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‘Spare the Air’ Twitter account bashed on social media for promoting Uber, Lyft

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The Spare the Air Twitter account, operated by the Bay Area Air Quality Management District, on Friday drew criticism for promoting the use of ride-hail companies to travel to a baseball game. (Courtesy image)

The “Spare the Air” program is getting completely clowned on social media for promoting an odd transportation choice: Uber and Lyft.

The Spare the Air program promoted the ride-hail services on Twitter Friday as a great way to help the environment for anyone planning a trip to the Friday night San Francisco Giants game at AT&T Park.

“You’re not the only one trying to get to tonight’s @Giants game against the @Rangers. Use a ridesharing app like Uber or Lyft to #SparetheAir on your way to the game,” the program’s Twitter account wrote.

That Tweet struck out with transportation wonks, urbanists and environmentalists on social media, however, who noted that the Spare the Air program is meant to encourage people to reduce air pollution by driving less, taking transit, walking and biking. Uber and Lyft vehicles may be “shared” in some instances, but they’re still exhaust-spewing cars, those critics wrote.

The barbs were numerous:

“Spare the Air go home. You’re drunk,” wrote Twitter user @linusalf.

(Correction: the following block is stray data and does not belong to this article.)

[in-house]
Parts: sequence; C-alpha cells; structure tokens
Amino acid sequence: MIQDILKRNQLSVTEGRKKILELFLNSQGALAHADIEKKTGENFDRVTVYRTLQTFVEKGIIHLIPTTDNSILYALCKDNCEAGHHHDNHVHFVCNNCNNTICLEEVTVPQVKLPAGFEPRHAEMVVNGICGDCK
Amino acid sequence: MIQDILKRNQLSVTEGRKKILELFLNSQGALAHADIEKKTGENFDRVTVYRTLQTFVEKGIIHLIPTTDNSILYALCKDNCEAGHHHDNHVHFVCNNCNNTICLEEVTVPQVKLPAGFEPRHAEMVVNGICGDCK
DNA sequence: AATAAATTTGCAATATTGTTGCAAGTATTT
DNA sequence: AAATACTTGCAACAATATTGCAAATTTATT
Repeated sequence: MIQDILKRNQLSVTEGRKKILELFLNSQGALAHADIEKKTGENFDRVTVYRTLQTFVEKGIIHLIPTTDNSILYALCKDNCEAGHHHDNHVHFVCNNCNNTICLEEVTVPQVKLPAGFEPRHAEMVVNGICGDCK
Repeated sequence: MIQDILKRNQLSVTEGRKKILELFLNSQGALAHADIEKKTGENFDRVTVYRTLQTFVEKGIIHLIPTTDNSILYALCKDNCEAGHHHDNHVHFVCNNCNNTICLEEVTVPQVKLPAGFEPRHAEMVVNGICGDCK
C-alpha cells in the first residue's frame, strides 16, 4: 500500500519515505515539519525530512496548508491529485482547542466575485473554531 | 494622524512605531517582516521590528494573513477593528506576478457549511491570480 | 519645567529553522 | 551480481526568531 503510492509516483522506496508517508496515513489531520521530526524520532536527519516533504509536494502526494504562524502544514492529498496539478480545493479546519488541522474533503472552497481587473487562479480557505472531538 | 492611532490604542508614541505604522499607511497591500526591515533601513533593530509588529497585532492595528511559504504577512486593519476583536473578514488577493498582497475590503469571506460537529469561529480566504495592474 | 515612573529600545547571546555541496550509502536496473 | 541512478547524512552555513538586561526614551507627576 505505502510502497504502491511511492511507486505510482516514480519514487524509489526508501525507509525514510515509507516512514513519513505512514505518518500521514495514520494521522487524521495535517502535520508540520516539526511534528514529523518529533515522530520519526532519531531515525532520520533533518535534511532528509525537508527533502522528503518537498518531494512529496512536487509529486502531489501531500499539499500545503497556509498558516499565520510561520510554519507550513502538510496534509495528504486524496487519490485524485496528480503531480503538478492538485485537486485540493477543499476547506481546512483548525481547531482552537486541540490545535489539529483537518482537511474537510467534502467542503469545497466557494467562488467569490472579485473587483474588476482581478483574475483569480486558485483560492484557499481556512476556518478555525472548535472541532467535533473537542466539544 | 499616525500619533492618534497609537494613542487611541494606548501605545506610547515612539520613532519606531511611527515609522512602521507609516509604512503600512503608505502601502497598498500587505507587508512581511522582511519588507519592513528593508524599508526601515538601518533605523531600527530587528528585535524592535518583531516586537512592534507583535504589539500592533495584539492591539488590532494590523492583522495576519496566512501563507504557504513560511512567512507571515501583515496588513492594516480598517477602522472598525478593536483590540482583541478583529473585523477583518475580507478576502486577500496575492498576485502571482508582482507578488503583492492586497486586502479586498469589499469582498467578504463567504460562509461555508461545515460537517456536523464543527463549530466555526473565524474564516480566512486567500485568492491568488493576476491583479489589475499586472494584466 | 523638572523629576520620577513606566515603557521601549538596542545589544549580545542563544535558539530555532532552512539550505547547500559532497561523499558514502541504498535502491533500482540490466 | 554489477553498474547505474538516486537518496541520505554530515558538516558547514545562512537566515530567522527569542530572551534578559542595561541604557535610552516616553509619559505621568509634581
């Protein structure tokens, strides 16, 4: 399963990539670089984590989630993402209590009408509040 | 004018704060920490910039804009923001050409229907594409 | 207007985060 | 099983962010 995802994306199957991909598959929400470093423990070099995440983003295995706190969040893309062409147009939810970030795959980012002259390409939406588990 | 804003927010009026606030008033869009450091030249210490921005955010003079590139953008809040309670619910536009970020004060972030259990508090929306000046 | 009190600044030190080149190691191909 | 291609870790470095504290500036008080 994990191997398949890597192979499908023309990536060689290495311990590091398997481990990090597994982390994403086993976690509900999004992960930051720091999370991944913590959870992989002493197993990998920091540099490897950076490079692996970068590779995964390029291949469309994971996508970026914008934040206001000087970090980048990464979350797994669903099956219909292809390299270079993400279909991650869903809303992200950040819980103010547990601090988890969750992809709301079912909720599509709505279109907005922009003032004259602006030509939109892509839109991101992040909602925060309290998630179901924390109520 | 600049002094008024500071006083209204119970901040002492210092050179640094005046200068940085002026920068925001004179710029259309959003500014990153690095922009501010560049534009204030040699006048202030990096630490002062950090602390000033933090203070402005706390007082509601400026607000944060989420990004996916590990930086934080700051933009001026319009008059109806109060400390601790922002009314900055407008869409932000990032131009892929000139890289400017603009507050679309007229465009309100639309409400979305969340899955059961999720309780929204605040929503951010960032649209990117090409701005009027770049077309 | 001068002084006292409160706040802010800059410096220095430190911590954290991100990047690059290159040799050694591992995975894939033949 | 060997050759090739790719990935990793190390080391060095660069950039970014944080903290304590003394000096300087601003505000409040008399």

Twitter user @alevin wrote “(An) app-based taxi ride doesn’t spare the air at all – it might be worse because of an empty return trip! and a 2-person pool is still more pollution than transit or biking or scootering if you have those choices.”

“Looks like @SpareTheAir has been hacked. Was it @uber? @lyft? The Russians?” wrote @sbjinsfo, the Twitter account of Sarah Jones, a transportation planner at the San Francisco Municipal Transportation Agency. Another SFMTA planner, John Knox White, who is running for Alameda City Council also chimed in, “Or, you can actually spare the air by reducing driving and emissions, instead of increasing them, by taking the convenient transit that goes right to the front door of the ball park.”

He added “smh,” an internet acronym for “shaking my head.”

Notably, the T-Third light-rail line rolls up directly in front of the ballpark. The Embarcadero also has bike lanes along the street, another mode of transit that went unmentioned in Spare the Air’s ride-hail promoting tweet. That’s probably why the San Francisco Bicycle Coalition tweeted an emoji that rolled its eyes, sassily.

“We know the air quality isn’t ideal for riding, but we do offer free Valet Bike Parking at AT&T Park,” the coalition wrote.

Twitter user Greg Olwell simply wrote, “This is an ad, right?” Multiple Twitter users added, succinctly, “delete your account.”

When asked about the critiques, Lisa Fasano, communications director at Bay Area Air Quality Management District, which manages Spare the Air, said she had not seen the tweet.

“In fact, I’m going to take this up with my social media person,” she said. “This is one that did not come by me, and should have.”

Fasano said Uber and Lyft have no financial relationship with the air district, and the air district has no formal policy on whether or not to promote ride-hail services — which notably rely on cars, normally not the focus of “sparing the air.”

Whether or not to promote Uber and Lyft may be something the air district will evaluate more closely in the future, Fasano said.

“I don’t want it to look as if we’re promotoing them as a mode,” she said.

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